HPC Corner: Opinion: Limiting Treatment of Patients with Painful Vertebral Compression Fractures is Not Okay

By: Douglas P. Beall, M.D.
Director, Interventional Spine Division and Chief of Services, Clinical Radiology of Oklahoma

Since a conference call with a Medicare Administrative Contractor (MAC) on March 20, 2019 we have been dealing with the contents of the new Medicare Local Coverage Determination (LCD) for vertebral augmentation (VA), the requirements for treating patients with painful vertebral compression fractures (VCFs).  The initial LCD that was released had no resemblance to what was discussed on the conference call and was almost diametrically opposed to the expert opinion offered on that call.

Some of the subsequent iterations of the LCD have included such unsubstantiated things as excluding subacute VCFs and requiring a multidisciplinary team consensus decision to treat prior to performing VA. Never mind the fact that there are hundreds of articles and dozens of control trials supporting the treatment of painful subacute VCFs and that the multidisciplinary team included Neurologists that have never ever been involved with the treatment of VCFs.  One of the other suggestions was to try periosteal infiltration of the pedicle for a painful VCF regardless of a complete lack of literature support for this.  There were also other suggestions to limit the number of fractures treated to three and to have edema present on STIR images as a requirement for treatment.  The bottom line is that almost none of these suggestions have any consistent literature basis for making them and, if included in the LCD, would have the downstream effect of limiting the number of VA procedures performed.

We have actually looked at what happens when fewer people have their painful VCFs treated when we examined the effect on patient mortality after the downward trend in treatment caused by the 2009 vertebroplasty versus sham articles published in the New England Journal of Medicine (1 – 3).  We found that over 75,000 people were at increased risk of death and over 6,800 people demonstrably lost their lives from the complications of the deconditioning caused by their VCF.  Consistently other manuscripts have shown significantly increased mortality from patients who are treated with non-surgical management (NSM) for their VCF rather than treated with VA.  We calculated the number needed to treat to save a life at one year from the mortality analysis data and found that it was only 15 patients to save one life at one year and even less (12 patients) to save a life at five years.  What else do you do in your practice that saves one life for every 12 to 15 patients you treat?  A meta-analysis was published this year that shows a 10 year decreased mortality rate of 22% for those patients treated with VA versus those patients “treated” with NSM and an earlier meta-analysis shows that the patients’ life expectance was increased between 2.2 and 7.3 years after VA compared to their NSM counterparts (4, 5).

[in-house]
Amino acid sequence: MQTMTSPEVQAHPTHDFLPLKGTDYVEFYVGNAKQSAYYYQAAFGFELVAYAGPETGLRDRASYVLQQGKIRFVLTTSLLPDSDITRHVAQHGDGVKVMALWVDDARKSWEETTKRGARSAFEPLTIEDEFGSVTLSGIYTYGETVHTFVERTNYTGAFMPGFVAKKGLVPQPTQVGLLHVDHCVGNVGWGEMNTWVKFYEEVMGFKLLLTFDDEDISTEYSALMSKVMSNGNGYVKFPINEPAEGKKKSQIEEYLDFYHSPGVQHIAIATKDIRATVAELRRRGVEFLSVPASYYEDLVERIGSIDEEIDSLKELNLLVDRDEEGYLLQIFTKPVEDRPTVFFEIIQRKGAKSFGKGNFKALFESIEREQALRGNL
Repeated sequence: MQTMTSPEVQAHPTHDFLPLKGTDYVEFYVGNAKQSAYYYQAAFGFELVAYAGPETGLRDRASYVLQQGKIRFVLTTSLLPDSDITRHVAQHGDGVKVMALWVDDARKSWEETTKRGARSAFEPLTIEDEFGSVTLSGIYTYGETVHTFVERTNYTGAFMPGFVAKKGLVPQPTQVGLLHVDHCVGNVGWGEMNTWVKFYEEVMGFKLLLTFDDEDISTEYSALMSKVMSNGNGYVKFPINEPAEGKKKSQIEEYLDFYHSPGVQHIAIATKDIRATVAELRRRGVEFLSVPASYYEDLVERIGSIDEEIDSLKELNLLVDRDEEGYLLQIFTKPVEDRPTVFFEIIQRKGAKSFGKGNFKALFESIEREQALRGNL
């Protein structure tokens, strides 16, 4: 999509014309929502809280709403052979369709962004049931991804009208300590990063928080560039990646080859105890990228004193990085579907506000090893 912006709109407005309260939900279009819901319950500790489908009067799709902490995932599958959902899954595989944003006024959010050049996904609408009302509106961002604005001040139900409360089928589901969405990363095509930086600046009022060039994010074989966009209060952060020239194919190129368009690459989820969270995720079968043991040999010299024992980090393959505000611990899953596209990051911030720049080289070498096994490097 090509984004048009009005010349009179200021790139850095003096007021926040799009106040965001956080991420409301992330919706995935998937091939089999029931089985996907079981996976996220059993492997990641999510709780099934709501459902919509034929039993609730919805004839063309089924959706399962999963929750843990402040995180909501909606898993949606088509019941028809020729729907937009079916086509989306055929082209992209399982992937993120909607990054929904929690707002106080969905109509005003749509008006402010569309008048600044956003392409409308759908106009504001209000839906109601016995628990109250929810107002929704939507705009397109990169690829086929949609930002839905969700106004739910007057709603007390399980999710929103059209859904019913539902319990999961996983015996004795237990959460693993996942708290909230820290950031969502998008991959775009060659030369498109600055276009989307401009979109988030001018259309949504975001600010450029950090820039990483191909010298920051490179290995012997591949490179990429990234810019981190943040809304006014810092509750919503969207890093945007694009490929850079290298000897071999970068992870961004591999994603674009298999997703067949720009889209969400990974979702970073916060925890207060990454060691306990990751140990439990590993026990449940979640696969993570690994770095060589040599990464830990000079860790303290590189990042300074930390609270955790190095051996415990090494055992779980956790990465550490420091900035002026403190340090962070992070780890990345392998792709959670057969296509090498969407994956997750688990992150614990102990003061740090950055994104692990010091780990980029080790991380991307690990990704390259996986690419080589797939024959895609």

Maybe the lack of importance ascribed to a spine fracture as compared with a hip fracture is due to the fact that patients can walk with a spine fracture and can’t walk with a hip fracture but the risk of morbid injury and death are absolutely comparable (6).  This high mortality risk is in addition to the fact that vertebral fractures cause tremendous pain and disability.

Instead of focusing on unsubstantiated ideas that the unknown authors of the LCD produced which would certainly make the treatment of painful VCFs more difficult, I would propose using current literature evidence to guide optimal fracture treatment.  We should also keep in mind that limiting a treatment that has been shown to be life sustaining and life prolonging is highly likely to be a very bad idea that will cost lives and cause morbid suffering.  It may have been okay to try to limit the treatment a couple of decades ago when we didn’t know the repercussions of painful VCFs but now we do and treatment limits are no longer okay.

References

  1. Ong KL, Beall DP, Frohbergh M, Lau E, Hirsch JA. Reply to “At what price decreased mortality risk?”. Osteoporos Int. 29(8), 1929-1930. 2018 May 3. doi: 10.1007/s00198-018-4551-4.
  2. Kallmes DF, Comstock BA, Heagerty PJ, Turner JA, Wilson DJ, Diamond TH, Edwards R, Gray LA, Stout L, Owen S, Hollingworth W, Ghdoke B, Annesley-Williams DJ, Ralston SH, Jarvik JG. A randomized trial of vertebroplasty for osteoporotic spinal fractures. N Engl J Med 2009; 361:569-579.
  3. Buchbinder R, Osborne RH, Ebeling PR, Wark JD, Mitchell P, Wriedt C, Graves S, Staples MP, Murphy B. A randomized trial of vertebroplasty for painful osteoporotic vertebral fractures. N Engl J Med 2009; 361:557-568.
  4. Hinde K, Maingard J, Hirsch JA, Phan K, Asadi H, Chandra RV. Mortality Outcomes of Vertebral Augmentation (Vertebroplasty and/or Balloon Kyphoplasty) for Osteoporotic Vertebral Compression Fractures:  A Systematic Review and Meta-Analysis. 2020 Apr;295(1):96-103. doi: 10.1148/radiol.2020191294. Epub 2020 Feb 18.
  5. Edidin AA1, Ong KL, Lau E, Kurtz SM. Morbidity and Mortality after Vertebral Fractures: Comparison of Vertebral Augmentation and Non-Operative Management in the Medicare Population. Spine (Phila Pa 1976). 2015 May 27.
  6. Cauley JA, Thompson DE, Ensrud KC, et al. Risk of mortality following clinical fractures.  Osteoporos Int. 2000;11(7):556-61.

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